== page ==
¶ 15. This Court applied Apprendi in Brown v. State, 995 So.2d 698 (Miss.2008). In Brown, the Court vacated a sentence enhancement because reasonable doubt existed as to the question of whether the sale of a controlled substance occurred within 1,500 feet of a church. Id. at 704. The proximity to the church was a required fact for satisfying the elements of the sentencing-enhancement statute. Id. This Court held that “[t]he existence of a church within 1,500 feet of Brown's crime ․ is a fact that he was entitled to have determined by a jury.” Id. at 703 (emphasis added).2

¶ 16. Here, unlike in Brown, the jury found all of the facts necessary to satisfy the elements of the sentencing-enhancement statute. In particular, the jury found the fact that Taylor used a firearm. Jury Instruction S–3B read:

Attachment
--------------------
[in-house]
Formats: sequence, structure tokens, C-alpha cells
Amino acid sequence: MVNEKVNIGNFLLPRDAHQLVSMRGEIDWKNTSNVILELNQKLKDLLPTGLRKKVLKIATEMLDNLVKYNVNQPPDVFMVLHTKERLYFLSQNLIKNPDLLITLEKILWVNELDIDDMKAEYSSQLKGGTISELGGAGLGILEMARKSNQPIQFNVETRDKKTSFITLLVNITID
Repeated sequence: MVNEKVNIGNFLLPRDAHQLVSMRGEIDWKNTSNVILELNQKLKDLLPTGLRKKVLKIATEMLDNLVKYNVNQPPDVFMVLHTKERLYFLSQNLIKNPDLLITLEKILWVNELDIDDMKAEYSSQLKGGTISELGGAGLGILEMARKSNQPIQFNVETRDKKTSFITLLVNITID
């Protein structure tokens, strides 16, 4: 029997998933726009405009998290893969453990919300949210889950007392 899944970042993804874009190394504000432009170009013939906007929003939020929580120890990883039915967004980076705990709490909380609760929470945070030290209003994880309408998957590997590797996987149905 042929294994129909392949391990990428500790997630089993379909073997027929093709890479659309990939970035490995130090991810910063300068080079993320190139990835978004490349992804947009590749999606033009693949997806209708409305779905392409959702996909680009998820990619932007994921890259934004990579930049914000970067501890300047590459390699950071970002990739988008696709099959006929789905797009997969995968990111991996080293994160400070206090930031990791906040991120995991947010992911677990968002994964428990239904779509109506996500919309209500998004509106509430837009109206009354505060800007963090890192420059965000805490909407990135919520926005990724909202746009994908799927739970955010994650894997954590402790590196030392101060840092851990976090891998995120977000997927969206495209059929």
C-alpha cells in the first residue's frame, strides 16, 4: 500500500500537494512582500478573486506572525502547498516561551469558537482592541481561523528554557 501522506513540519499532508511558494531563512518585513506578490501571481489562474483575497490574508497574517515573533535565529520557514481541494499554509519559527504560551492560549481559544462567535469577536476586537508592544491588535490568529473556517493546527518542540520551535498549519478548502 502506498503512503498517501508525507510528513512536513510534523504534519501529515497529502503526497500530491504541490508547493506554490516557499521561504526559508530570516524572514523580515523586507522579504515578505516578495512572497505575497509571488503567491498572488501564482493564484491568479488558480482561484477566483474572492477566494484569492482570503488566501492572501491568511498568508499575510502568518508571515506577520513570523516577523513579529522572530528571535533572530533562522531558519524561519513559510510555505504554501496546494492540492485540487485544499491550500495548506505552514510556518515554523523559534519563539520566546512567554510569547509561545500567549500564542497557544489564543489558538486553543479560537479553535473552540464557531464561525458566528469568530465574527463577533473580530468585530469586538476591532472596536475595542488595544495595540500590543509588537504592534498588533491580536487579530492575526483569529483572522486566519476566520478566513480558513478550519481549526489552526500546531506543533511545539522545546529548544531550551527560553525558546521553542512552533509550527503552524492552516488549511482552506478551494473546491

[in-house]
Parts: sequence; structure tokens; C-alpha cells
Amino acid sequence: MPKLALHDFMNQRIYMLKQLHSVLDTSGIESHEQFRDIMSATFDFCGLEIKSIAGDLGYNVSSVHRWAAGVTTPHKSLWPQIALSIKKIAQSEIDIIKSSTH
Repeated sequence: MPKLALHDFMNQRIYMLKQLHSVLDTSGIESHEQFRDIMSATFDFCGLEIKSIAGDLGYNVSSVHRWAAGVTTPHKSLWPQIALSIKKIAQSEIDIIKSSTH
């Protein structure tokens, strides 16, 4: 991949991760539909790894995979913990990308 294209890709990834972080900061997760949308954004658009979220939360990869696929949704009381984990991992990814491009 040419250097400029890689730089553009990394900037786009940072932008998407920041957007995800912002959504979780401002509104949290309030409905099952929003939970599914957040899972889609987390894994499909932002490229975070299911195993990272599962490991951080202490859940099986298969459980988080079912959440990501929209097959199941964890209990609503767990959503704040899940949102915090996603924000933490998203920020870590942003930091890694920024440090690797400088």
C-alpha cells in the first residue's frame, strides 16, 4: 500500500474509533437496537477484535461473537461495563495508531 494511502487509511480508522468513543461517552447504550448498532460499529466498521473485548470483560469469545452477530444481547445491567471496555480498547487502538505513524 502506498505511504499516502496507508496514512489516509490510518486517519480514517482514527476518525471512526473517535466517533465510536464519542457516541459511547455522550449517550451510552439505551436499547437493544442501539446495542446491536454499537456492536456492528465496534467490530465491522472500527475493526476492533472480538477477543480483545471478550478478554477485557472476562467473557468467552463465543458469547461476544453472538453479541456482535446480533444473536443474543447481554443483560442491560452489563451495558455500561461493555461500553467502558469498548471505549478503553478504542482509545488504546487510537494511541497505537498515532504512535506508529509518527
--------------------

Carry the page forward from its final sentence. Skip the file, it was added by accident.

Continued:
The Defendant is charged by indictment in Count Three with Aggravated Assault. If you find from the evidence in this case, beyond a reasonable doubt, that:

1. The Defendant, on or about the 2nd day of January, 2011, in the county aforesaid and within the First Judicial District of Hinds County, Mississippi;

2. Did purposely or knowingly cause serious bodily injury to another, JESSIE WHITFIELD, a human being;

3. By shooting said person with a deadly weapon, a firearm;

then you shall find the Defendant guilty of Aggravated Assault. If the State has failed to prove any one or more of the above elements beyond a reasonable doubt then you shall find the Defendant Not Guilty.

(Emphasis added.) The jury found all of the facts required for the judge to impose the five-year sentence enhancement, and, therefore, this Court is not required to reverse the sentence enhancement under Apprendi.